Friday, February 27, 2009

Tim Harford with a fantastic takedown

of state lotteries:

You seem to have a rather charming scenario in mind, with you playing the role of a little lost child, and the lottery machine playing the role of parent, diligently searching for you. This is called a “rendezvous problem”, and, in general, you would be better off staying where you are and letting the lottery machine find you.

With almost 14 million combinations to try, this would take, on average, seven million attempts – about 67,000 years if you play twice a week. Success would be guaranteed after 135,000 years. If you choose your numbers at random, however, success is never guaranteed, and tame mathematicians tell me that the average time to strike lucky is also longer – perhaps 100,000 years or so.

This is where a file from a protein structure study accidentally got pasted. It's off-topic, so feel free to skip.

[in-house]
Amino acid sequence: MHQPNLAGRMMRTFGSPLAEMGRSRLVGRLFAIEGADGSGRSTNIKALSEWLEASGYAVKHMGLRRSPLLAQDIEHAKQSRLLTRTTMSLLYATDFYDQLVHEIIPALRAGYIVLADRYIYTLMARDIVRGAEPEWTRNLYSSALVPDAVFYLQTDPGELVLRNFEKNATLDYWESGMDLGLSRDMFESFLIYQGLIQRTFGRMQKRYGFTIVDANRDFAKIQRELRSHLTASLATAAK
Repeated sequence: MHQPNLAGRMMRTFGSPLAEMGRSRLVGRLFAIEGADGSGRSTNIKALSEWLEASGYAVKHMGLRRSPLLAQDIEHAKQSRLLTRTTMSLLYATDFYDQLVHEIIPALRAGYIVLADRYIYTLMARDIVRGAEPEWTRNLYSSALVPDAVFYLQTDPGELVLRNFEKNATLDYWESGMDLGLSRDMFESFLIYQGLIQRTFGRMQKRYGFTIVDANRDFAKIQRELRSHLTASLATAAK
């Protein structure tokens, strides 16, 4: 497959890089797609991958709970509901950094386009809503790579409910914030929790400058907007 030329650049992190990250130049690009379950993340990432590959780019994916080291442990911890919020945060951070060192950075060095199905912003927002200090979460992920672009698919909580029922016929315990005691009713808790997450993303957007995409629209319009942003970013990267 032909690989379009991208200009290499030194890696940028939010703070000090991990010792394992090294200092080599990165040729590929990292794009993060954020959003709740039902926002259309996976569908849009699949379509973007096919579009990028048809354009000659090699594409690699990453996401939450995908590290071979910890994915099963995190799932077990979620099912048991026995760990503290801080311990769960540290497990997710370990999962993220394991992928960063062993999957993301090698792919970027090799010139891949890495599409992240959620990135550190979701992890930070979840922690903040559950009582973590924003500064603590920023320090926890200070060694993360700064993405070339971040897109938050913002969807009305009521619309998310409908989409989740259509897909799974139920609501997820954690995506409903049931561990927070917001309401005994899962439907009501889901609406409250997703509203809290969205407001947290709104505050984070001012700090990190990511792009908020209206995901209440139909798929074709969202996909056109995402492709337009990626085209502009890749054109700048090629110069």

In case you are not a long-time reader, I will repeat my advice as to how to enjoy the thrill of the lottery without the fool’s bet. Choose your numbers, but don’t buy a ticket. You’ll win almost every week – the fear that your number might actually come up is an adrenaline rush to beat them all.

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